VARD ‘helped’ the developer run into a brick wall. We held his feet to the fire. Upon VARD’s suggestion, neighbors hired the state’s top land use attorney, and, together with this attorney, VARD, the neighbors and the Planning and Zoning Commission, the developer was required to conduct and pay for a series of studies to be conducted on this property: wildlife, traffic, economic, and soil studies - all of which were valid and appropriate. Ultimately, the developer abandoned development plans.. but he didn’t stop there. He purchased an incomplete/”zombie” development called Teton Creek Resort in an attempt to do the exact same thing! Except, this time instead of 97 homes, his goal is to put double-wide manufactured homes on 2.5 acre lots calling them condominiums. This is right next to Teton Creek on a magnificent property and the developer is clearly not following original building agreements/permits that allow condominiums to be built. At VARD, we are doing everything we can - working with the county, the neighbors and the same, respected land use attorney, to once again, stop this non-compliant developer.
Many of us have good friends in Jackson and Jackson has many qualities that we all appreciate and take advantage of. Still, we don’t want Teton Valley to be developed like Jackson has been, like Vail has been, or like any other resort community. We want to make different choices. We want to do better because we know better. Just like our board member and the other speaker said during the public hearing, we want to be us - not victimized by developers pushing to jump in under the current code - attempting to maximize their profits at the expense of Teton Valley’s open spaces and wild places. On the flipside, there are also examples of outside developers not doing this. There are developers who are approaching their proposed projects responsibly. There are developers who are reaching out to VARD in efforts to choose development options that have less impact on the land and, in collaborating, we are often able to improve the quality of development and even the developer’s bottom line.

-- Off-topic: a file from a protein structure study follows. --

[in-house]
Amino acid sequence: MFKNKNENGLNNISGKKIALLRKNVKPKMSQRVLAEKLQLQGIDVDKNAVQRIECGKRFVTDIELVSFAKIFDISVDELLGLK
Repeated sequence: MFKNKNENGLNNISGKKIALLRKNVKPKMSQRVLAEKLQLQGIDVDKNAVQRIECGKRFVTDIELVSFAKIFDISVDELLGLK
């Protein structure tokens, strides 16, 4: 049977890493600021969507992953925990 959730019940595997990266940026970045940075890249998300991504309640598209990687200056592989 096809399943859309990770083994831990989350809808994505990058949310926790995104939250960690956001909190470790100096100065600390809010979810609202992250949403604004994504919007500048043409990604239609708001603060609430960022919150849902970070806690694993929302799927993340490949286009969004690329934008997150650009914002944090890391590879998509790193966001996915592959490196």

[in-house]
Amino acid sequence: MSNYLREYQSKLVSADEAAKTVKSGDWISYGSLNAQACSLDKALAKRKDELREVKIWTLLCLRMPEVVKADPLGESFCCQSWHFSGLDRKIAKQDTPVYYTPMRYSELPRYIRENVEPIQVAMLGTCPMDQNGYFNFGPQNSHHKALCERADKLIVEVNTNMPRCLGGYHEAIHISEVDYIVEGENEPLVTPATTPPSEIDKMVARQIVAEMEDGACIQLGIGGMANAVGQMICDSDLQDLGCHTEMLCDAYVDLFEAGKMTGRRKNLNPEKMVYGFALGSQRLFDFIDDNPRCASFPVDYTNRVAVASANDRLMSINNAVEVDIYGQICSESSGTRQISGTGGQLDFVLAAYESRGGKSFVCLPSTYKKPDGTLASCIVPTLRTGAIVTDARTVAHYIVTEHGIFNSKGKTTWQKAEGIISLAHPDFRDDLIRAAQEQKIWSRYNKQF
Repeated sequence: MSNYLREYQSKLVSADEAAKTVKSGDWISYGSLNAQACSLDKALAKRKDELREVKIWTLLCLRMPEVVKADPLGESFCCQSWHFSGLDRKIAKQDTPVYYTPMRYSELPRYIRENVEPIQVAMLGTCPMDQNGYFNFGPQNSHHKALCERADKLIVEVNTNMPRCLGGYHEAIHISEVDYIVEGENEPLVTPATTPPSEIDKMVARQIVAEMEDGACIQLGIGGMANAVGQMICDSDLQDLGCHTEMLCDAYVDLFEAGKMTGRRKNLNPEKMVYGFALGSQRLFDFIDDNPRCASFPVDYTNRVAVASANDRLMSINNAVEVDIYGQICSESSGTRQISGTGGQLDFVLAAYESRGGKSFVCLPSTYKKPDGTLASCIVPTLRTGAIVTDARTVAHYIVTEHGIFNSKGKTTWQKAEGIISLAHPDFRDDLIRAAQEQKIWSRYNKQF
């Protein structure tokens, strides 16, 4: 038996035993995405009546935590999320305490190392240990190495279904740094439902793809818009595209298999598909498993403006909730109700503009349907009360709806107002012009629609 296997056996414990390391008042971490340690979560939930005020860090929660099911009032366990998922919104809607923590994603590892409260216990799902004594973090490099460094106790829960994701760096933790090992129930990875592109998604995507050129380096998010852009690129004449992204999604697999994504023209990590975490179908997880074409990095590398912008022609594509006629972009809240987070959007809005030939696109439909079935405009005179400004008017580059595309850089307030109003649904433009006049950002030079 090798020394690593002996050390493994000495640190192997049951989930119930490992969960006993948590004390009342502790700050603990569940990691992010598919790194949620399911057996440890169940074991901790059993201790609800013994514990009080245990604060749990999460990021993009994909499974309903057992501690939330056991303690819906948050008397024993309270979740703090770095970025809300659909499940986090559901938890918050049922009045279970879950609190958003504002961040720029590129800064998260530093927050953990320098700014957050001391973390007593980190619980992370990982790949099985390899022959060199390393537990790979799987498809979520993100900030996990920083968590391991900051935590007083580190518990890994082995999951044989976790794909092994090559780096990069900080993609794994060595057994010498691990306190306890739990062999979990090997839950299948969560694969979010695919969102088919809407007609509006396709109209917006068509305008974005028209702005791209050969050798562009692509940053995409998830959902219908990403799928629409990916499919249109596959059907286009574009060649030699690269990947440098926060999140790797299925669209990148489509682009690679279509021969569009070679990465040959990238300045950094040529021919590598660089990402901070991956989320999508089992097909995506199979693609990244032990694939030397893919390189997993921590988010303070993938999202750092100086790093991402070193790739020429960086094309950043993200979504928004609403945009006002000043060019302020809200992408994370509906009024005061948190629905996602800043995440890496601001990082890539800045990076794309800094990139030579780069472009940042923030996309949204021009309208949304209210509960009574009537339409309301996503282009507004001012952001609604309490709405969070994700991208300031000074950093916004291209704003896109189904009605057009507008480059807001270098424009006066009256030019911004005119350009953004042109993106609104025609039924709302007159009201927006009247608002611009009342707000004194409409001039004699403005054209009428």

So, here we are.. two sides, one story. Two community members in a public hearing - one supporting, one opposing, the draft Land Development Code. Both in agreement. Neither want Teton Valley to turn into another mountain town casualty. Both can find common ground, reconcile differences, and come to one side, one story, for the love of Teton Valley - for the wildlife, for the open space, for our community.
The new year brings with it many challenges and development pressures. At VARD, we will remain focused and work diligently to make sure that development is done responsibly. We ask that you support us in achieving our fundraising goal of $175,000. The funding gives our small but mighty organization the opportunity to continue our mission.
In the event you’ve already pledged your support.. THANK YOU!
If you haven’t, please consider making your contribution today.
With Much Love and Gratitude,
Niki, Anna, Emily & the VARD Board